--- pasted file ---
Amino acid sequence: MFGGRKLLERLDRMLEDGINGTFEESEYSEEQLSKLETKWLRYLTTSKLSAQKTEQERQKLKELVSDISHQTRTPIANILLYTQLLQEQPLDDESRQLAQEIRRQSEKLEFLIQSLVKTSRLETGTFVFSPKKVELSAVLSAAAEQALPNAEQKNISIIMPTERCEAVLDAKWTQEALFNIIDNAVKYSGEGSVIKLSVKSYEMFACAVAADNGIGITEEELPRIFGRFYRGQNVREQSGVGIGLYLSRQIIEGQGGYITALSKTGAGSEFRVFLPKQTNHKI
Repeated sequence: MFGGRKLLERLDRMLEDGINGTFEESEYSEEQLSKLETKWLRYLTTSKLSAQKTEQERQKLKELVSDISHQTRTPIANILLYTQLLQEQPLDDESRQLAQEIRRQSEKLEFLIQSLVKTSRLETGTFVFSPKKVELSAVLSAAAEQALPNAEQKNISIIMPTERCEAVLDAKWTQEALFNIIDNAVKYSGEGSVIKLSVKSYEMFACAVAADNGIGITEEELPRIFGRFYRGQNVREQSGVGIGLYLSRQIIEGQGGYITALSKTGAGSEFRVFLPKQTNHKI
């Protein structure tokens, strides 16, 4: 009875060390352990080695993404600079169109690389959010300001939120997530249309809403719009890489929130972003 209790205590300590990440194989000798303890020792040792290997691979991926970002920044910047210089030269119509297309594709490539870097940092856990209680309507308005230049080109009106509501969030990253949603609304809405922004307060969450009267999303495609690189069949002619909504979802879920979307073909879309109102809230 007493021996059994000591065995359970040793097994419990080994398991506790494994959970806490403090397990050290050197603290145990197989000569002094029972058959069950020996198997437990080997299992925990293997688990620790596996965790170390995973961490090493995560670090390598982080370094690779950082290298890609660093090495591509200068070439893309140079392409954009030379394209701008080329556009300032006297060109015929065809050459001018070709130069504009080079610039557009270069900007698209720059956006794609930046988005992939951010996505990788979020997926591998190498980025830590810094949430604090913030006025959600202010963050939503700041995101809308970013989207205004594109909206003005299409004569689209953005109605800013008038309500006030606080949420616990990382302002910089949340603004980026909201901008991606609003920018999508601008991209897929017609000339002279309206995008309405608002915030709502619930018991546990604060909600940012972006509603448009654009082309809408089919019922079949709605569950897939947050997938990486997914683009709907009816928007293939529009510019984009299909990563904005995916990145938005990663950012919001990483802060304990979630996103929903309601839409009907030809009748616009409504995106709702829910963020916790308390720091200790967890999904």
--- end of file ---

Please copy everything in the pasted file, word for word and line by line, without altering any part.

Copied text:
Amino acid sequence: MFGGRKLLERLDRMLEDGINGTFEESEYSEEQLSKLETKWLRYLTTSKLSAQKTEQERQKLKELVSDISHQTRTPIANILLYTQLLQEQPLDDESRQLAQEIRRQSEKLEFLIQSLVKTSRLETGTFVFSPKKVELSAVLSAAAEQALPNAEQKNISIIMPTERCEAVLDAKWTQEALFNIIDNAVKYSGEGSVIKLSVKSYEMFACAVAADNGIGITEEELPRIFGRFYRGQNVREQSGVGIGLYLSRQIIEGQGGYITALSKTGAGSEFRVFLPKQTNHKI
Repeated sequence: MFGGRKLLERLDRMLEDGINGTFEESEYSEEQLSKLETKWLRYLTTSKLSAQKTEQERQKLKELVSDISHQTRTPIANILLYTQLLQEQPLDDESRQLAQEIRRQSEKLEFLIQSLVKTSRLETGTFVFSPKKVELSAVLSAAAEQALPNAEQKNISIIMPTERCEAVLDAKWTQEALFNIIDNAVKYSGEGSVIKLSVKSYEMFACAVAADNGIGITEEELPRIFGRFYRGQNVREQSGVGIGLYLSRQIIEGQGGYITALSKTGAGSEFRVFLPKQTNHKI
């Protein structure tokens, strides 16, 4: 009875060390352990080695993404600079169109690389959010300001939120997530249309809403719009890489929130972003 209790205590300590990440194989000798303890020792040792290997691979991926970002920044910047210089030269119509297309594709490539870097940092856990209680309507308005230049080109009106509501969030990253949603609304809405922004307060969450009267999303495609690189069949002619909504979802879920979307073909879309109102809230 007493021996059994000591065995359970040793097994419990080994398991506790494994959970806490403090397990050290050197603290145990197989000569002094029972058959069950020996198997437990080997299992925990293997688990620790596996965790170390995973961490090493995560670090390598982080370094690779950082290298890609660093090495591509200068070439893309140079392409954009030379394209701008080329556009300032006297060109015929065809050459001018070709130069504009080079610039557009270069900007698209720059956006794609930046988005992939951010996505990788979020997926591998190498980025830590810094949430604090913030006025959600202010963050939503700041995101809308970013989207205004594109909206003005299409004569689209953005109605800013008038309500006030606080949420616990990382302002910089949340603004980026909201901008991606609003920018999508601008991209897929017609000339002279309206995008309405608002915030709502619930018991546990604060909600940012972006509603448009654009082309809408089919019922079949709605569950897939947050997938990486997914683009709907009816928007293939529009510019984009299909990563904005995916990145938005990663950012919001990483802060304990979630996103929903309601839409009907030809009748616009409504995106709702829910963020916790308390720091200790967890999904």